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  • May 12 2016

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    The Australian food industry in close-up

    The Australian food industry is in a vibrant and profitable place currently, as good sentiment and positive financial returns grow steadily around importing, exporting, production and manufacturing. Following the ebbs and flows of such a dynamic industry is crucial in order to stay ahead of developments in new markets, legal developments and advancements in procedure and software.Demand for Australian products throughout AsiaThe Australian Trade and Investment Commission (ATIC) reports that a rise in living standards and a greater diversity of choice are two factors that play into the increased demand for products outside of China. In an interview with the Sydney Morning Herald, Tran Bao Minh, a chief executive of International Dairy Products, said that Australian food suppliers need to move quickly and operate at full efficiency to capture and deliver to the Asian markets."Demand is changing fast and consumers are constantly looking for new and better products," Mr. Minh said.The ATIC reports that the fastest-growing food and beverage market in Asia is China, with an impressive average annual growth rate of 35.4 per cent from 2011 to 2014."Demand is changing fast and consumers are constantly looking for new and better products," The opportunity is huge; China has a population of over 1.3 billion, as reported by Euromonitor, and is undeniably a strong market for the Australian food industry. Therefore, as demand for Australian products throughout Asia remains strong, Australian food and beverage businesses should be looking to manufacture and deliver in a smooth, timely fashion.Positivity across the Australian PMI index for food manufacturingAs a sub-index, the food industry has been performing well on the Australian Industry (Ai) Group's Australian Performance of Manufacturing Index (PMI). The index overall slightly dropped by 4.7 points to 53.4 points in April.This figure means that expansion has been at a slower rate than in March, as results on the Ai PMI that are above 50 points indicate expansion and a reading a below 50 suggests a decline in expansion. The PMI generates results from a monthly rotating sample of around 200 manufacturing companies.A drop of this size can be ignored for the most part, as it is small and sits within a wider upwards trend, and the PMI April result was the highest since April 2004. This manufacturing trend sits within the longest period of unwavering growth for the Australian PMI as a whole since September 2006.According to the Australian Trade and Investment Commission, food and beverage is a major industry sector for the Australian economy both because of its employment and its financial contribution. The various players differ in size, which provides the opportunity for niche products and large scale manufacturing of bulk items to both exist in fulfilling local and overseas needs.Ai Group's chief executive, Innes Willox, said this growth is a positive turn for an industry that has, until recently, been battling the choppy post-global financial crisis (GFC) economic seas. The Australian food industry is performing well on the PMI index. "While margins remain tight, recovering domestic market share and building momentum in a variety of export markets provide a strong foundation for the lift in confidence required for the sector to move up another gear. A budget that boosts incentives for business investment and innovation would come at just the right time for manufacturers to capitalise on recent gains," Mr. Willox said.According to the PMI April release, the Australian dollar as slightly appreciated, but the overall drop in the value of the Australian dollar across recent years is the main reason for the strength seen within the index. This depreciation assists sales in exporting and importing, providing room for growth.This is a positive outlook for the...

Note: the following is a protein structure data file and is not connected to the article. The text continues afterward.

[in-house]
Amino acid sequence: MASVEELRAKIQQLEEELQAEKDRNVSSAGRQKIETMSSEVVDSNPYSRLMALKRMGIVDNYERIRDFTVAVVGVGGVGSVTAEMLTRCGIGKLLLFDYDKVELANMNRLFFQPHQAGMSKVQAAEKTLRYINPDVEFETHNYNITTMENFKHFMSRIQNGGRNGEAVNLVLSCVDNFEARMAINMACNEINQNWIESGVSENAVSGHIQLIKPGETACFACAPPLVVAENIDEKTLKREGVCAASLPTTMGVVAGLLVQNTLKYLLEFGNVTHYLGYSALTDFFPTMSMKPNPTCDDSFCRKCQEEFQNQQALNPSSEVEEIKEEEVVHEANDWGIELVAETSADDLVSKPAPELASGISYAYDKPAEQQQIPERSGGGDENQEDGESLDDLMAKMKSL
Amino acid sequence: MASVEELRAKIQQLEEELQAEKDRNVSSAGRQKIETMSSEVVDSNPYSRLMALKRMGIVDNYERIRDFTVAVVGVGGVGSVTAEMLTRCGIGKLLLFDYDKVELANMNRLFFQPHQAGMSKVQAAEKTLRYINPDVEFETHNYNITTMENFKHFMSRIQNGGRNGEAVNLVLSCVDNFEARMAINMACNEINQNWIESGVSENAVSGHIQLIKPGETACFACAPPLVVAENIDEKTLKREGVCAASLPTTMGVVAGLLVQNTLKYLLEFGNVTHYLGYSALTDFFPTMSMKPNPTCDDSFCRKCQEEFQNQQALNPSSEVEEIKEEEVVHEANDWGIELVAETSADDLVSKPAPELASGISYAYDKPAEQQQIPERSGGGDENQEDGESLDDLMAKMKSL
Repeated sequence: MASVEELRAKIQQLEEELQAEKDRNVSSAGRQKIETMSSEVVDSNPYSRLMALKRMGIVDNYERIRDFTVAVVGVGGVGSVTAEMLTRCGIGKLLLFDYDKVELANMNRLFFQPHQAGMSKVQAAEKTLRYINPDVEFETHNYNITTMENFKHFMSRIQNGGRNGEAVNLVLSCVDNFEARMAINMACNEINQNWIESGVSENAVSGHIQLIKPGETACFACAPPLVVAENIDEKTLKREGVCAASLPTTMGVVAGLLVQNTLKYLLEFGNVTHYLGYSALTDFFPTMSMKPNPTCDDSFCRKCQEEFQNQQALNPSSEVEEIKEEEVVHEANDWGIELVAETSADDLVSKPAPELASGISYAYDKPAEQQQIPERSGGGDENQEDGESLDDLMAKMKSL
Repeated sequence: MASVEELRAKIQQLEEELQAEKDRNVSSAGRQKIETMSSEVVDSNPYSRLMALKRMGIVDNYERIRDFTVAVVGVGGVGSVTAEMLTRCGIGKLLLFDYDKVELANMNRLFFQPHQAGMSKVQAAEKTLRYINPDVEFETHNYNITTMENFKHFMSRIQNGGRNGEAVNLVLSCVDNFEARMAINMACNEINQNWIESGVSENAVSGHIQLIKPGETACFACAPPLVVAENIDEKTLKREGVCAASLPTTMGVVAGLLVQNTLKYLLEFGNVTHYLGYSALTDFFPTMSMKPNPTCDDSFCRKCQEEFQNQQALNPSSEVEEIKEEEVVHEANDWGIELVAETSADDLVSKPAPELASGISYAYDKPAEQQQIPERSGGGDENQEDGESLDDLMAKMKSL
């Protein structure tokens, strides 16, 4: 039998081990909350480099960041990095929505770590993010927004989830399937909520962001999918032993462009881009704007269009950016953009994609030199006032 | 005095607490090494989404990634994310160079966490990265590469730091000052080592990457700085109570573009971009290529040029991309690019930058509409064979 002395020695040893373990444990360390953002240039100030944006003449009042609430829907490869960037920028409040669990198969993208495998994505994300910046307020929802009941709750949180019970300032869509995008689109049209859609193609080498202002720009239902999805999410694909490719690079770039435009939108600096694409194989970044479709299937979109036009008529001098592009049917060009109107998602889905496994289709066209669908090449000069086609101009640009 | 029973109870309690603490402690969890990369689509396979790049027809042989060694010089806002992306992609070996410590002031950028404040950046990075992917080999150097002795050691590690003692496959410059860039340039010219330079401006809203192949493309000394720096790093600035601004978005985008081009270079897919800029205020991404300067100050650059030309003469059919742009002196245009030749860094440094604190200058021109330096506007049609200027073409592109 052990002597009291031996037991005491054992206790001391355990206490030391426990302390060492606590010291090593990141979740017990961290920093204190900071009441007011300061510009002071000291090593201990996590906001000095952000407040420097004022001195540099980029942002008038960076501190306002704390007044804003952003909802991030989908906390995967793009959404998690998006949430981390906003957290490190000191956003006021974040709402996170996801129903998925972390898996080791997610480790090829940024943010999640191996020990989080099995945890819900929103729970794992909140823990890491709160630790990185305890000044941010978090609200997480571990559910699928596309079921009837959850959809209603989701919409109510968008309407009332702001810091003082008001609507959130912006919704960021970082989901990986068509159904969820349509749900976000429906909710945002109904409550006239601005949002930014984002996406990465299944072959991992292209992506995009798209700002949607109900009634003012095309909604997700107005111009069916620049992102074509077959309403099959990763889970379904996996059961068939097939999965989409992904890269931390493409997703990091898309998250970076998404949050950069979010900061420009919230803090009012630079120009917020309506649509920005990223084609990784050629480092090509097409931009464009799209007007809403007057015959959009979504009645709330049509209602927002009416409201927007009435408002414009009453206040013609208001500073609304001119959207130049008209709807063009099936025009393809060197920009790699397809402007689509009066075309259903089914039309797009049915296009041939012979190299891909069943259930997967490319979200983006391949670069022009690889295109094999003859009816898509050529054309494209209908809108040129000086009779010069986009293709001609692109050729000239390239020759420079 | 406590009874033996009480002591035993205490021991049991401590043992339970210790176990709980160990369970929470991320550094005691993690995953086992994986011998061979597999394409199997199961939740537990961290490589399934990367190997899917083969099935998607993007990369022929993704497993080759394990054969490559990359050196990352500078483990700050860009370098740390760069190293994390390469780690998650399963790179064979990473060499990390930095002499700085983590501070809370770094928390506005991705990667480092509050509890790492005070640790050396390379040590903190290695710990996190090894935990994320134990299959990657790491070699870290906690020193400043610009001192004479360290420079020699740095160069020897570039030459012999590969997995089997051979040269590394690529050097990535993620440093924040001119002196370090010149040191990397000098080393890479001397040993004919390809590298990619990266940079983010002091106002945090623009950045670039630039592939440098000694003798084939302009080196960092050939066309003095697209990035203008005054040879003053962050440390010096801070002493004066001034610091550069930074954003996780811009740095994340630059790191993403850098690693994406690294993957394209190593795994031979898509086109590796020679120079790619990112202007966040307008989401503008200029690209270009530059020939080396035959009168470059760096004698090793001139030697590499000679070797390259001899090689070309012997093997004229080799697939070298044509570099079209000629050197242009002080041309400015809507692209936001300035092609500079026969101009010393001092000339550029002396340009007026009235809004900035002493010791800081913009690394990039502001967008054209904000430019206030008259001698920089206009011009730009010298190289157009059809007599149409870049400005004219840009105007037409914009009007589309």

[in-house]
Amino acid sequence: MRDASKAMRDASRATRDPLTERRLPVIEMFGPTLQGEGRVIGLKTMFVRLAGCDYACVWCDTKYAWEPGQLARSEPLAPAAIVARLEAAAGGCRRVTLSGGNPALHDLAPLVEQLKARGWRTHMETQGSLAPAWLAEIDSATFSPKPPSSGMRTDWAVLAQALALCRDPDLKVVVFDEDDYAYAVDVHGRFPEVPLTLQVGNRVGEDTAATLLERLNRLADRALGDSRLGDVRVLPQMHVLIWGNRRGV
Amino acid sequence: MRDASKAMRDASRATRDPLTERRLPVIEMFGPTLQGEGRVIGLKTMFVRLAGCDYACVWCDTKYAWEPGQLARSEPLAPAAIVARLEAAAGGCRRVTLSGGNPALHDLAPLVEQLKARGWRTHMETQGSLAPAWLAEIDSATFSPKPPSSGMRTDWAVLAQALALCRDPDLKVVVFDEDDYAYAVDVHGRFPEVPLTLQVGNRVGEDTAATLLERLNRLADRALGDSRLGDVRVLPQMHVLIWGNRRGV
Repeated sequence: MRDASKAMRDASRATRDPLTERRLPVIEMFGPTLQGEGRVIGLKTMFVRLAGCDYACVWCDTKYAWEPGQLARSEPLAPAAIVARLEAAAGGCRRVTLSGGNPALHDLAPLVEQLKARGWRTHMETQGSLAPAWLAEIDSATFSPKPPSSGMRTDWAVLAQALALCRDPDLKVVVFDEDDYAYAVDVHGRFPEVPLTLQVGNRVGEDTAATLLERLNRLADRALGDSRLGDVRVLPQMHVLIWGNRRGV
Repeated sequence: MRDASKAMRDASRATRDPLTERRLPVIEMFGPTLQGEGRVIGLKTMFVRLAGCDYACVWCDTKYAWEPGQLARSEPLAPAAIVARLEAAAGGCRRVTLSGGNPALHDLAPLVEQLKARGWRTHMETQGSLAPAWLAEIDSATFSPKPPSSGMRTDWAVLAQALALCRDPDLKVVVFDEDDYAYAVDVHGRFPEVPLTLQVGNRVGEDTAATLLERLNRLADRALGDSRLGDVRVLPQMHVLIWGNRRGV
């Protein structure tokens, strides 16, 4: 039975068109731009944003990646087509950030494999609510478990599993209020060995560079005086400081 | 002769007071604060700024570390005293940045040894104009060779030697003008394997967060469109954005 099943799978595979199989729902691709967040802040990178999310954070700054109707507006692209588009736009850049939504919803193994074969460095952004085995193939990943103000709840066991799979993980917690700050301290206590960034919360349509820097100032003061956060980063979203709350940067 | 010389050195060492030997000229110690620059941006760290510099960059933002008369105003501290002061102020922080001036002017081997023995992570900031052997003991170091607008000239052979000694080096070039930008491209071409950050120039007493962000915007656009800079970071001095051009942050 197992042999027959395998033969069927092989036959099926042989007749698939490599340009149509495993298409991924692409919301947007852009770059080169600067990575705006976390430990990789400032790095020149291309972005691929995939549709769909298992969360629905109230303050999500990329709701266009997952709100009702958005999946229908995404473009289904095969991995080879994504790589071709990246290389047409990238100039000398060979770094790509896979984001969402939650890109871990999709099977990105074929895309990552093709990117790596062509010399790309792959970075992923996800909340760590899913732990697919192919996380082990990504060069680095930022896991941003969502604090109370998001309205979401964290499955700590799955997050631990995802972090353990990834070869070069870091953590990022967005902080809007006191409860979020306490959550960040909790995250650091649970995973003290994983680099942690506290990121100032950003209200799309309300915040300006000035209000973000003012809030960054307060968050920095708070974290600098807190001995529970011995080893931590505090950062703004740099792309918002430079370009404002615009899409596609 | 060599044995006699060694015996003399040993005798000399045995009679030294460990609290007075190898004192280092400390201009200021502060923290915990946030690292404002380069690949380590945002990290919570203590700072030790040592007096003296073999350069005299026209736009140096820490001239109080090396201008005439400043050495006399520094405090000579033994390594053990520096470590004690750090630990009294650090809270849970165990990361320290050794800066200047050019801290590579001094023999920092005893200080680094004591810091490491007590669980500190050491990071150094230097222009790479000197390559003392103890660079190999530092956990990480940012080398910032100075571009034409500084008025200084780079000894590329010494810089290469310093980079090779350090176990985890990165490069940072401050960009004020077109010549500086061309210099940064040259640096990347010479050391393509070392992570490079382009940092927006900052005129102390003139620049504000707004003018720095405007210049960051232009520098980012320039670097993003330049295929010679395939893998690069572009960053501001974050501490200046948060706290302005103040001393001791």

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  • Apr 13 2016

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    Why increased capacity is good for business

    There are a number of reasons why a business may not be operating at 100 per cent capacity utilisation: lower demand, inefficacy and an increase in capacity that does not match an increase in demand, to name a few. Some of these potential issues are ultimately out of the control of the business, yet their effects can be mitigated with careful planning at the right kind of smart business intelligence software. It is important for any sized business, if they are serious about growth, to look into the various ways they can expand their production and efficiency. Why increase capacity?It is important for any sized business, if they are serious about growth, to look into the various ways they can expand their production and efficiency. In the Australia Chamber of Commerce and Industry Small Business Survey for the December Quarter of 2015, stats showed that Australian businesses overall were expanding on their acquisition of structures and equipment, thus expanding on their capacity. This is a positive sign as we all know a business must expand capacity to grow, and reflects a confident market place.By increasing and expanding on vital components growth, such as production or manufacturing software, a business is showing innovation and postive risk taking - both signs of future growth. Therefore, increasing the maximum possible output for any small business is essential to survival in today's tough economy, and will usually require the purchasing and implementation of new technologies and software.But in some specific industries, such as manufacturing, capacity growth has begun to stall. As Professor Roy Green from UTS Business School reported in his May 5, 2015 feature in The Conversation, there are more than 80,000 manufacturing businesses in Australia - and most are small to medium business with under 100 employees. Being successful in the manufacturing industry requires innovation and investment in capacity. These companies have experienced a fall of $5.6 billion in manufacturing investment between 2005/06 and 2013/14. The latest statistics for the September quarter 2015 from the Australian Department of Industry, Innovation, and Science show this trend is continuing, with a documented decline in manufacturing gross domestic product from 6.4 per cent to 6.3 per cent.The information at hand suggests the issue is a complex one, made up of global economic circumstances and at-home attitudes to capacity and expansion. The manufacturing industry, if it wishes to stay competitive in a global market, must implement new technology, and fast.Business intelligence software is a sound investmentA small manufacturing firm would benefit from the introduction of Advanced Business Management software to improve efficiency, leaving room for expansion in other areas of the business. Designed to be the next generation of accounting software, it is a foundational business-wide IT solution, geared towards the future of small business management.